Jay Ashcroft withdraws Missouri from group designed to help combat voter fraud
Missouri will no longer participate in a voluntary system aimed at helping states combat voter fraud by maintaining accurate lists of registered voters.
Secretary of State Jay Ashcroft announced Monday afternoon that Missouri, along with Florida and West Virginia, were withdrawing from the Electronic Registration Information Center, or ERIC.
The system was established in 2012 by a bipartisan group of election officials in seven states. It is designed to help identify and remove people from voter rolls who have died or moved to other states and prosecute people who vote in multiple states.
Thirty-two states and the District of Columbia are members.
In a letter to ERIC’s executive director, Ashcroft noted that Missouri joined five years ago “to make elections better, voter rolls more accurate and bring greater trust to the election process.”
Ashcroft cited several reasons pulling Missouri out of the group, including a requirement that member states send mailings to eligible but unregistered voters.
“ERIC focuses on adding names to voters rolls,” Ashcroft wrote, “by requiring a solicitation to individuals who already had an opportunity to register to vote and made the conscious decision not to be registered.”
Ashcroft questioned the value of the system for Missouri, writing that “only three of the eight states that border Missouri are members.” He also alleged ERIC “refuses to require member states to participate in addressing multi-state voter fraud.”
Missouri’s departure from ERIC is disappointing, said Boone County Clerk Brianna Lennon.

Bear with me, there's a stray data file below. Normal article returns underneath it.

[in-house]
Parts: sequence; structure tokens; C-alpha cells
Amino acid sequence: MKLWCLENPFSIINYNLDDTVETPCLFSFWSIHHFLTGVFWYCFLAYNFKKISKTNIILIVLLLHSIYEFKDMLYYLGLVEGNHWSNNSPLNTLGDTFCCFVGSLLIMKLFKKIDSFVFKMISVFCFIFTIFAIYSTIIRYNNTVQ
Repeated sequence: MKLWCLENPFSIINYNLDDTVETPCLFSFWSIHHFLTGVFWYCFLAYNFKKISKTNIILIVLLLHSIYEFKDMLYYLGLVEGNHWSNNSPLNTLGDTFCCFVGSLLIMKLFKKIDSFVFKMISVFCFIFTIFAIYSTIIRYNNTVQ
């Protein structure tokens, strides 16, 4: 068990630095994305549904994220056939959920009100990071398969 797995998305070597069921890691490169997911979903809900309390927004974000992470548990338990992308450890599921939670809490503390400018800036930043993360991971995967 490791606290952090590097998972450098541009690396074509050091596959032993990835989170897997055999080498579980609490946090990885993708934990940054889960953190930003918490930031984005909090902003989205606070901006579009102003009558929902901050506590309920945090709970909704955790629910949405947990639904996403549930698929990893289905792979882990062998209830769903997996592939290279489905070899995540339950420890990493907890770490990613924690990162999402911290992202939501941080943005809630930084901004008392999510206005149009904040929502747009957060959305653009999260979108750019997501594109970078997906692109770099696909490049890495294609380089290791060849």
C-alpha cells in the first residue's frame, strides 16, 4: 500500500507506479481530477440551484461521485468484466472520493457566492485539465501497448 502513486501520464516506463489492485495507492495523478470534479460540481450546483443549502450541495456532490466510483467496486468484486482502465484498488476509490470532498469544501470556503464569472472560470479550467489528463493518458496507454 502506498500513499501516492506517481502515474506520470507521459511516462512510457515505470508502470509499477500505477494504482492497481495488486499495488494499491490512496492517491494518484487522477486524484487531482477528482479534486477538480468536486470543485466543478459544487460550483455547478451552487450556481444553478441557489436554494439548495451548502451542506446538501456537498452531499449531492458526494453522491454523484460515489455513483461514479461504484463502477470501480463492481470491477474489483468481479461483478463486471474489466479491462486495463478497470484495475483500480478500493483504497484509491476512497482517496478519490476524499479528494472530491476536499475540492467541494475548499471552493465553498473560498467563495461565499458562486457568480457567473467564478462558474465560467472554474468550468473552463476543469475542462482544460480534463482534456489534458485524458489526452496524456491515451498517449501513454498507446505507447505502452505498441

Over the last five years, Lennon said, Missouri voter rolls have gotten cleaner as a result of the membership in ERIC.
“While our statewide voter registration database allows us to update voter records if the voter moves or dies within Missouri, the benefit of ERIC was that it let us know if voters moved or died out of state,” she said. “Leaving ERIC weakens our voter roll clean up since we’ll no longer receive timely out-of-state information.”
Instead, Lennon said county election authorities will now once again have to rely on the “inefficiency of returned mail to update information.”
“Our elections are better when we can use every tool available to make the process more accurate and more efficient,” she said. “I’m disappointed we lost one of those tools today.”
The Associated Press reported last week that ERIC has faced increasing scrutiny of late, especially from allies of former President Donald Trump who worked to overturn the 2020 presidential election.
Among the complaints is that ERIC was founded with help from the nonpartisan Pew Charitable Trusts, which received money from liberal donor George Soros’ organization for a different project.
ERIC’s leadership told the AP that it is funded through annual dues by member states and has never received funding from Soros.
Critics have also complained about the involvement of David Becker, who helped found ERIC and now serves as a non-voting member of the group’s governing board while working for a nonprofit called Center for Election Innovation & Research.
When Louisiana’s secretary of state withdrew from the group, he claimed without evidence that Becker was sharing ERIC data with liberal groups.
Ashcroft didn’t name Becker in his letter, but did say a “hyper-partisan individual” serving as a non-voting member of the governing board was part of his motivation for pulling Missouri out of the group.
Greene County Clerk Shane Schoeller, who is running for secretary of state next year, also pointed to allegations of partisanship in the organization’s leadership as a reason to support Ashcroft’s decision to withdraw from ERIC.
“Simply put,” he said, “they do not have the trust of the people when they fail to demonstrate they are a nonpartisan organization.”
This story has been updated.